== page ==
In 2005, a legislation — Protection of Women from Domestic Violence Act (PWDVA) — was instituted to protect women from domestic violence. It’s a holistic civil act, which includes all forms of physical, emotional, verbal, sexual, and economic violence and also threats to do the same. A decade into the PWDVA shows that over 10 lakh cases were filed under the sections “cruelty by husband and relatives” and “dowry-related deaths”. However, despite the law having been enacted in 2005, the NCRB started collecting data under it only since 2014. Cases registered under the abetment of suicide of women also suggest an increase of 34 per cent from 3,034 in 2014 to 4,060 in 2015; and that of violation of the PWDVA, there’s an increase of 8 per cent from 426 in 2014 to 461 in 2015.

However, this data does not account for the three sections of the Indian Penal Code — Section 498 A for cruelty by husband and his relatives, Section 304 B for dowry deaths and Section 306 for abetment of suicide — which, in fact, indicate the actual incidents of domestic violence.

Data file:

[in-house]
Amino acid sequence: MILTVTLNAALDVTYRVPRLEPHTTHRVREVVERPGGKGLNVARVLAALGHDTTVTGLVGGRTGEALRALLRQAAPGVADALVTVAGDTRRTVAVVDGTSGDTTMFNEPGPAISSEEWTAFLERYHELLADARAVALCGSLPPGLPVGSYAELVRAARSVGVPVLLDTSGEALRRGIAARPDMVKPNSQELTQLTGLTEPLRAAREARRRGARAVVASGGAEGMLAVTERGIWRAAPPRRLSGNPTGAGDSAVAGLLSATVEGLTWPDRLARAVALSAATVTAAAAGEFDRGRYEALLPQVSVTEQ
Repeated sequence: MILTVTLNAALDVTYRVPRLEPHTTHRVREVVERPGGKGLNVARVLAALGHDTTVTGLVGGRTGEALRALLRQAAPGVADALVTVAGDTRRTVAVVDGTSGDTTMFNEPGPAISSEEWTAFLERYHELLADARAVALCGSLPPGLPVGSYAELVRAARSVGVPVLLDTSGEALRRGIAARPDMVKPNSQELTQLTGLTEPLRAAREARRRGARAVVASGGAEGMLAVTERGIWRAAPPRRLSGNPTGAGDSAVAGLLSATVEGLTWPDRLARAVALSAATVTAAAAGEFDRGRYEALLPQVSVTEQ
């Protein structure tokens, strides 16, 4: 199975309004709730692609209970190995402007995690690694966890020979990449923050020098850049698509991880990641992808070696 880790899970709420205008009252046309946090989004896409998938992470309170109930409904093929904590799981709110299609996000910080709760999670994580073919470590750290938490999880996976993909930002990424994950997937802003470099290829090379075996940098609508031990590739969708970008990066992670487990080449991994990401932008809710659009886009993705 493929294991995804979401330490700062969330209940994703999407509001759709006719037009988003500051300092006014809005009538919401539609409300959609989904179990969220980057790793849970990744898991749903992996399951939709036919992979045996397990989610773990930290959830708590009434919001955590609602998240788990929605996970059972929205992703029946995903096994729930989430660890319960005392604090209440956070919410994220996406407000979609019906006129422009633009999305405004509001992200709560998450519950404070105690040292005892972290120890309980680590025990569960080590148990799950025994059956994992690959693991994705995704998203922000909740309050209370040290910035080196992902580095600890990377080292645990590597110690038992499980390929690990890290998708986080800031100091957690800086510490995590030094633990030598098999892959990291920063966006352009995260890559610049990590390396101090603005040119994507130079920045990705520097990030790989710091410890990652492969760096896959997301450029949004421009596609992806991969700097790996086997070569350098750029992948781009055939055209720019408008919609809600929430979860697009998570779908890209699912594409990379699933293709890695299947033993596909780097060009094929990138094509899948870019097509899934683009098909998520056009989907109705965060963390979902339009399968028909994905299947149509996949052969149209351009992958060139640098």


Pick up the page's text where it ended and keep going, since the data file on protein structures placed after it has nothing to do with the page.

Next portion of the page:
PWDVA also mandates the registering of cases, dealing with protection from husband and relatives and maintenance in cases of domestic violence, to be reported directly with the court. That data, however, is not recorded by the NCRB and the cases thereof remain inaccessible.

Moreover, further trends reflect the continuing domestic abuse against women. Indian women are 18 times more prone to fire-related deaths than Pakistani women and 38 times more than Chinese women, an analysis of global disease data by the Institute for Health Metrics and Evaluation claimed. NCRB data reveals that about 17,700 Indians died due to fire accidents in 2015, of which 10,925 (62 per cent) were women.

India is unique when it comes to the nature of sexual violence against women. In most likelihood, the perpetrator of the sexual violence is known to the victim. Most of these offenders tend to be their own partner — the prime reason why most sexual assaults go unreported in the country.

In 2016, more than 1 lakh cases were filed under the section called “cruelty by husband and relatives” by the NCRB, a rise of 46 per cent from 2007 when about 75,930 cases were filed, data show. The staggering increase in the number of cases over the years could be attributed to an actual increase in crime or an increase in the reportage of such cases. The latter means an increase of awareness towards the law and growing empowerment of women to report such abuses. For a decade from 2007 to 2016, 81,683 women, or an average of 22, died each day in dowry-related cases. In 2016 alone, 7,621 women were killed over dowry.

The latest National Family Health Survey also shows that 22 per cent of married women aged 15-49 have experienced spousal physical or sexual violence in the past year. This means that at least five crore Indian women were assaulted last year.